Storie Grubb has always tinkered with different stage names and alter egos.
"My moniker right before Storie Grubb was 'Harry Tracy,' which was based on a real outlaw who died in 1902 or something like that," said Grubb, who was born Sean Kelly. "He died in Washington somewhere in the hills. But he rampaged in Portland and Seattle and broke out of Salem [Oregon State] Penitentiary. I think it was 1902. He died in August. He killed himself; he shot himself through the eye."
But his current pseudonym came from a more internal place.
"The name [made me think of] brain food," he said. "You know, like fodder for the imagination. That's what I've always equated it to."
Grubb's art does provide food for thought. His music combines polished, catchy melodies and punk-like raucousness with lyrics that are by turns sardonic, cryptic and disarmingly vulnerable. A prolific visual artist as well, Grubb's paintings--stark, intricate, grotesque images that call to mind Robert Crumb and pop surrealist artist Gary Panter--have been displayed at the Fulton Street Showroom, Visual Arts Collective and various local coffee shops. Grubb has also designed posters for several local concerts over the past couple of years.
After being on hiatus for a few months, Grubb and his band, The Holy Wars, returned with a set at Treefort 2014 on March 20. The group also recently finished its eponymous debut album, which will include a small comic book drawn by Grubb, and released a split 7-inch EP with local indie-rock band A Seasonal Disguise. Both releases are available at The Record Exchange.
Raised in Chico, Calif., Grubb started playing guitar at age 15, inspired by musicians like Kurt Cobain and Neil Young. He moved to Boise after spending a few years in Ashland, Ore.; Grants Pass, Ore.; and Portland, Ore.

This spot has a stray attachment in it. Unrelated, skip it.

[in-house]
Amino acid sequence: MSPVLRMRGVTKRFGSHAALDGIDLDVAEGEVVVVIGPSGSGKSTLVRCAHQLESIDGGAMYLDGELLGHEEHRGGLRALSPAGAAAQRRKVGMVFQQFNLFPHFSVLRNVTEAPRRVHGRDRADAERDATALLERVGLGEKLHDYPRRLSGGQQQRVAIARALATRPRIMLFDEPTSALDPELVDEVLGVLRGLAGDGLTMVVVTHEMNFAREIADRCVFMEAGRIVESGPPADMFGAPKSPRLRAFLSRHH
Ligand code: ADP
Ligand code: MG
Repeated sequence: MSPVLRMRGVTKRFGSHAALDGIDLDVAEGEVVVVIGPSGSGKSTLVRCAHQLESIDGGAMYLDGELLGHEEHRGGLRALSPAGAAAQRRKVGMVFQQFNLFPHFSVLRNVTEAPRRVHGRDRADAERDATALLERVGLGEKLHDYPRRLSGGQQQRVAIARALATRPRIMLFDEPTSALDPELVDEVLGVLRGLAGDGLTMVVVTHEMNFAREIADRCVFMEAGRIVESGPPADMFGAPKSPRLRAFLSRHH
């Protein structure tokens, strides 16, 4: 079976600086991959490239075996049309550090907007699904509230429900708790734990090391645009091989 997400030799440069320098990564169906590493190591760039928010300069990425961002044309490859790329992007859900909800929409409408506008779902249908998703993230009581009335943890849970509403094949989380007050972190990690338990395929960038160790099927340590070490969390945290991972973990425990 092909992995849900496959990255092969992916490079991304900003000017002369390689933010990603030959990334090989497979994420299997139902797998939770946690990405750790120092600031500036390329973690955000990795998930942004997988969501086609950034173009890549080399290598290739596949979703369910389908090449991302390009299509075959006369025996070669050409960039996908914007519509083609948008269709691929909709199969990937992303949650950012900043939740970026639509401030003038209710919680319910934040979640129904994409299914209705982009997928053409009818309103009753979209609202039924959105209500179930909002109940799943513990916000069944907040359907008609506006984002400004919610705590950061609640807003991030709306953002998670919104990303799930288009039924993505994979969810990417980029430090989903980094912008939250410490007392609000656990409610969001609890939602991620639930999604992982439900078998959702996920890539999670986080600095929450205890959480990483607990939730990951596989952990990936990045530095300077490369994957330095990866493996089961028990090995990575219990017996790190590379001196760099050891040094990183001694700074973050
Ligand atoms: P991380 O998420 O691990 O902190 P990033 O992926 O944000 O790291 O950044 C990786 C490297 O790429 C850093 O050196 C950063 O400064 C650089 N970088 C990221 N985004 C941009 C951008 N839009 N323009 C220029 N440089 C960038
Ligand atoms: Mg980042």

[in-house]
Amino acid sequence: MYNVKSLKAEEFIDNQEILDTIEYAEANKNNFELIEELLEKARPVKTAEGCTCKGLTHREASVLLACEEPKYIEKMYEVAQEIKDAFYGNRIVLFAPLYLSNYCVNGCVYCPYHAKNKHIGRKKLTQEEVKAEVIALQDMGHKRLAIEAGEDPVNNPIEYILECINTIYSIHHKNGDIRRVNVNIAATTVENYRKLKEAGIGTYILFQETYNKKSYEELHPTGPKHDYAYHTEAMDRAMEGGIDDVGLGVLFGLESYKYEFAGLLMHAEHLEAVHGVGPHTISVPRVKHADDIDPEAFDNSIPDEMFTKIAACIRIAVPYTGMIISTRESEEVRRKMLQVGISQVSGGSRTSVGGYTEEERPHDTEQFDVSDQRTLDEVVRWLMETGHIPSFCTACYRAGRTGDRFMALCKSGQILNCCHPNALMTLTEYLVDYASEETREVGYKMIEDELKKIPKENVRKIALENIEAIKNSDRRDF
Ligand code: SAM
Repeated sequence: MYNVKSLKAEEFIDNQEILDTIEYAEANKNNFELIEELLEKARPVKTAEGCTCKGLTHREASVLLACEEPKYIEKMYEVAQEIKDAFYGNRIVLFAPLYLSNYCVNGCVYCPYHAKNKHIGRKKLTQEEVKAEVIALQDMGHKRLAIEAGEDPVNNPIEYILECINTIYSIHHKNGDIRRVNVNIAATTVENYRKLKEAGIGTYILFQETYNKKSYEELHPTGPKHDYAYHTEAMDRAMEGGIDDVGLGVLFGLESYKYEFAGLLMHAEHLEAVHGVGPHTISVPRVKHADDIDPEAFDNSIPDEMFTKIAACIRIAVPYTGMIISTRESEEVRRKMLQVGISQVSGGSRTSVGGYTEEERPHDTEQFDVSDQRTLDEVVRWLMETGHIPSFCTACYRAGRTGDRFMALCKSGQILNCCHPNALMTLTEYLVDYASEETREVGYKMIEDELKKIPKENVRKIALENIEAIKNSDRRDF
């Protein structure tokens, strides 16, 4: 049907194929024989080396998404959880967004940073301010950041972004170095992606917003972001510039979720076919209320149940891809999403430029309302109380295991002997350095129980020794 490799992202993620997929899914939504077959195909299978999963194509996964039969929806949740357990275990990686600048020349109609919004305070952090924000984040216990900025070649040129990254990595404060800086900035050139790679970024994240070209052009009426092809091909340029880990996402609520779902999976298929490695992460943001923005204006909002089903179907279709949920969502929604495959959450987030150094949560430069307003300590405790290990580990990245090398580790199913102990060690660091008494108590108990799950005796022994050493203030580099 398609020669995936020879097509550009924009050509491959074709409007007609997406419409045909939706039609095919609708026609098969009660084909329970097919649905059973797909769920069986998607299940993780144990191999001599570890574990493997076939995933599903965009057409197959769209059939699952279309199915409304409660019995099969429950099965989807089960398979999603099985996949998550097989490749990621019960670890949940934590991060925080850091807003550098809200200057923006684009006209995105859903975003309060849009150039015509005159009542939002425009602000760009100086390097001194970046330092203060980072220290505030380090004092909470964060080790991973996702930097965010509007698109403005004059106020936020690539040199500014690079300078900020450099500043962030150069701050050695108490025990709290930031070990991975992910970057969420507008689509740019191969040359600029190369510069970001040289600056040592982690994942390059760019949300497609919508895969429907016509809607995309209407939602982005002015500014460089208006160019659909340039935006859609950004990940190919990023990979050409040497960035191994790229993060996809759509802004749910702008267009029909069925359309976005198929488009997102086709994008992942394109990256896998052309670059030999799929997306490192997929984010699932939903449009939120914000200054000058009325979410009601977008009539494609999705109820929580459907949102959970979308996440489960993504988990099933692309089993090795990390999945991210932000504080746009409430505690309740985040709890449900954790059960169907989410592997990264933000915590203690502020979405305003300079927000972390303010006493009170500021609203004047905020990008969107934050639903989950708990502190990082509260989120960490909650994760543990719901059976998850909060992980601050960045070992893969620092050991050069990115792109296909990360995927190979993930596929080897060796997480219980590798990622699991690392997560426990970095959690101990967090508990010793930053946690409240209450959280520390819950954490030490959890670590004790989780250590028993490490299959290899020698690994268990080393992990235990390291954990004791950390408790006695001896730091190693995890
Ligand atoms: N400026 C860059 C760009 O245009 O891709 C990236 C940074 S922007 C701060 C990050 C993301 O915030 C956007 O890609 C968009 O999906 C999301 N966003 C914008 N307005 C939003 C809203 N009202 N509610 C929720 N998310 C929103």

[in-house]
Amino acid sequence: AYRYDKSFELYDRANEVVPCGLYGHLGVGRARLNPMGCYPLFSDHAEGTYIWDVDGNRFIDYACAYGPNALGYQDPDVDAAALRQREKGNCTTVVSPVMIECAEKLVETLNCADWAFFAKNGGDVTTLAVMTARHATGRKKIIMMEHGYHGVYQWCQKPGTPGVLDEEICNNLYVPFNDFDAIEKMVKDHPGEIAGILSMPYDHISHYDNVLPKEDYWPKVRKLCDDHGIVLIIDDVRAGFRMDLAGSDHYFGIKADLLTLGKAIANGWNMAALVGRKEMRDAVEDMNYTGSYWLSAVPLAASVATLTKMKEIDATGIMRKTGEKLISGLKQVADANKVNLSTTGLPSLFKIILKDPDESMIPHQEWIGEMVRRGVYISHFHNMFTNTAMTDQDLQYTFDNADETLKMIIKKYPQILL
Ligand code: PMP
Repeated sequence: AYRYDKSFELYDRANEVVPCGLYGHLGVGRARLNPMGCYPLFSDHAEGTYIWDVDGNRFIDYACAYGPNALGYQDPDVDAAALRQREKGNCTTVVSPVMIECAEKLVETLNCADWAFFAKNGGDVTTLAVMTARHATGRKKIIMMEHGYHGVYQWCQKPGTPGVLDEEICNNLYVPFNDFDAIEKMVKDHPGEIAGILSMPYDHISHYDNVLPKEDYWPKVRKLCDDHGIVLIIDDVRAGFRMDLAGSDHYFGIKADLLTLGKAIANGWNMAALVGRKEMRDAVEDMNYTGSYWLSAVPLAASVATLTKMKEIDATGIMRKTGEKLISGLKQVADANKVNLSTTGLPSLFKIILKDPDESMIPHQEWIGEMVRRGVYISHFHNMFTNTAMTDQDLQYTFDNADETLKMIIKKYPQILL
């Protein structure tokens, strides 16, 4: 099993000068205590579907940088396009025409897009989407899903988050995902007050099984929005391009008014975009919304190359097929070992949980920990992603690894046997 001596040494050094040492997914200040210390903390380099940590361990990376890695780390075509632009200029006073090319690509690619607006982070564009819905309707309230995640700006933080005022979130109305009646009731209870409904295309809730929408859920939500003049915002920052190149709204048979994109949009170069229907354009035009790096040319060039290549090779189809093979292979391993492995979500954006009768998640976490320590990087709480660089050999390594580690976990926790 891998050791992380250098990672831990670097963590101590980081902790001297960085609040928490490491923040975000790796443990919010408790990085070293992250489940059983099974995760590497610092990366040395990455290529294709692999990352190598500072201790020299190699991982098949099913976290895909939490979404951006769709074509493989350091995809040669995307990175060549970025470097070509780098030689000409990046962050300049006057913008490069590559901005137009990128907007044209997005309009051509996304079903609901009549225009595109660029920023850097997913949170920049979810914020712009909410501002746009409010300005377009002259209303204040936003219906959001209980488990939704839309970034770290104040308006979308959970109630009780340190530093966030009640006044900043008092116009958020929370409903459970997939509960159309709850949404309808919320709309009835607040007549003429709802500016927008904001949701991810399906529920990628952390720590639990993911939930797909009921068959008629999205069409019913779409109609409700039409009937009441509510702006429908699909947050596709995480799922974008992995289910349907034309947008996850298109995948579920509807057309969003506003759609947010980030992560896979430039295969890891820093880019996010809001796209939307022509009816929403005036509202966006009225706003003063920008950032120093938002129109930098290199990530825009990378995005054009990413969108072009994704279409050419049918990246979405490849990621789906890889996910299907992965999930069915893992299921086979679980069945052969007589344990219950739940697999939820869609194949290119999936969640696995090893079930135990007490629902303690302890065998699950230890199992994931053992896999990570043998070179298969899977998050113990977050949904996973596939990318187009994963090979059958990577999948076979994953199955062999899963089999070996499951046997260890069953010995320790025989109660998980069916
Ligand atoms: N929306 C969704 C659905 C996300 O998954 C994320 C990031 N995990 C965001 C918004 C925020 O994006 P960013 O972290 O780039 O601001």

Grubb never acclimated to Portland's music scene.
"I'm convinced that it's me, now," he said with a laugh. "But I just didn't feel very welcomed."
He took to Boise right away, though.
He started The Holy Wars in 2008 and met accordion player Mathew Vorhies by chance at Neurolux and drummer Bruce Maurey at the Knitting Factory's Art in the Bar. In 2011, Grubb met Evil Wine promoter Wes Malvini, who now considers Grubb "one of my closest friends and biggest inspirations artistically."
Through Evil Wine, Grubb met Dustin Jones, who plays bass with the band and produced the tracks for Storie Grubb and The Holy Wars. Jones also recommended working with A Seasonal Disguise leader Z.V. House, who produced the 7-inch EP and mixed Storie Grubb and The Holy Wars.
"Poor Zach got just handfuls and handfuls of tracks," Jones said. "I think I put six microphones on the upright bass."
"And then we ended up not using any of it," Grubb added.
One notable absence from the current lineup is Luna Michelle, who performed with the band from 2008-2013 and whose backup vocals appear throughout the album. Michelle said that she isn't sure exactly why the band let her go.
"The whole ordeal was painful as I was a member from day one, so I didn't really prod for the real reason," Michelle explained. Instead, she concluded "that there must have been differences and that it was time for me to move on to something new. I'm currently looking forward to projects of my own and wish [the band] the best of luck with their endeavors."
For his part, Grubb declined to explain why Michelle was dropped, but did say that the band cared for her and wished her the best, showing that sentiment by contributing artwork to a March 7 benefit for Michelle to help her pay medical bills.
In addition to releasing the new records and playing Treefort, the band has an upcoming show at The Crux on Friday, April 18, opening for the young local pop-rock group Fivestar at its CD release. Grubb also hopes to stage a musical based on his songs later this year. He has started asking local musicians to participate, including multi-instrumentalist Andy Rayborn; Jeremy Jensen, from indie-pop group The Very Most, and Rebecca Noel, from the now-defunct hardcore band Little Miss and The No Names; and the new punk band Ball Torcher.
Regardless of whether or not the plans for the musical come together, Grubb will continue making art.
"Even if I'm working at a pet shop the rest of my life or pumping gas or whatever I'm doing, I'm never going to stop writing music. I'm never going to stop drawing. Because it would kill me, you know? I would rather be dead," he said.